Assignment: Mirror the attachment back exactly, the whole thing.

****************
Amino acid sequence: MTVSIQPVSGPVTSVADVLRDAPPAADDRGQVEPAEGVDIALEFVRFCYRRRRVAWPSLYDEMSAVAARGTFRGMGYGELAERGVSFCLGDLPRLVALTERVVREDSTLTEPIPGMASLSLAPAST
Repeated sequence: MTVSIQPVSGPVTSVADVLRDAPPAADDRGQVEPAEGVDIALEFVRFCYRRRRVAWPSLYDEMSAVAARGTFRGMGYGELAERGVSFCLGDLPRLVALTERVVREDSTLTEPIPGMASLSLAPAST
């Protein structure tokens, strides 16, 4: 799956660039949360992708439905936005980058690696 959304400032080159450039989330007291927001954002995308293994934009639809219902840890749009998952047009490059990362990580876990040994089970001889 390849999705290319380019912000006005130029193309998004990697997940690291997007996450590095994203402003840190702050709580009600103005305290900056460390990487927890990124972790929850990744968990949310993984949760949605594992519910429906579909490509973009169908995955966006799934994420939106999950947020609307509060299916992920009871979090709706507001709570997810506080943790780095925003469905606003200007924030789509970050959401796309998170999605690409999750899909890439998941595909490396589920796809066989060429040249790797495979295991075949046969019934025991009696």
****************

Amino acid sequence: MTVSIQPVSGPVTSVADVLRDAPPAADDRGQVEPAEGVDIALEFVRFCYRRRRVAWPSLYDEMSAVAARGTFRGMGYGELAERGVSFCLGDLPRLVALTERVVREDSTLTEPIPGMASLSLAPAST
Repeated sequence: MTVSIQPVSGPVTSVADVLRDAPPAADDRGQVEPAEGVDIALEFVRFCYRRRRVAWPSLYDEMSAVAARGTFRGMGYGELAERGVSFCLGDLPRLVALTERVVREDSTLTEPIPGMASLSLAPAST
């Protein structure tokens, strides 16, 4: 799956660039949360992708439905936005980058690696 959304400032080159450039989330007291927001954002995308293994934009639809219902840890749009998952047009490059990362990580876990040994089970001889 390849999705290319380019912000006005130029193309998004990697997940690291997007996450590095994203402003840190702050709580009600103005305290900056460390990487927890990124972790929850990744968990949310993984949760949605594992519910429906579909490509973009169908995955966006799934994420939106999950947020609307509060299916992920009871979090709706507001709570997810506080943790780095925003469905606003200007924030789509970050959401796309998170999605690409999750899909890439998941595909490396589920796809066989060429040249790797495979295991075949046969019934025991009696």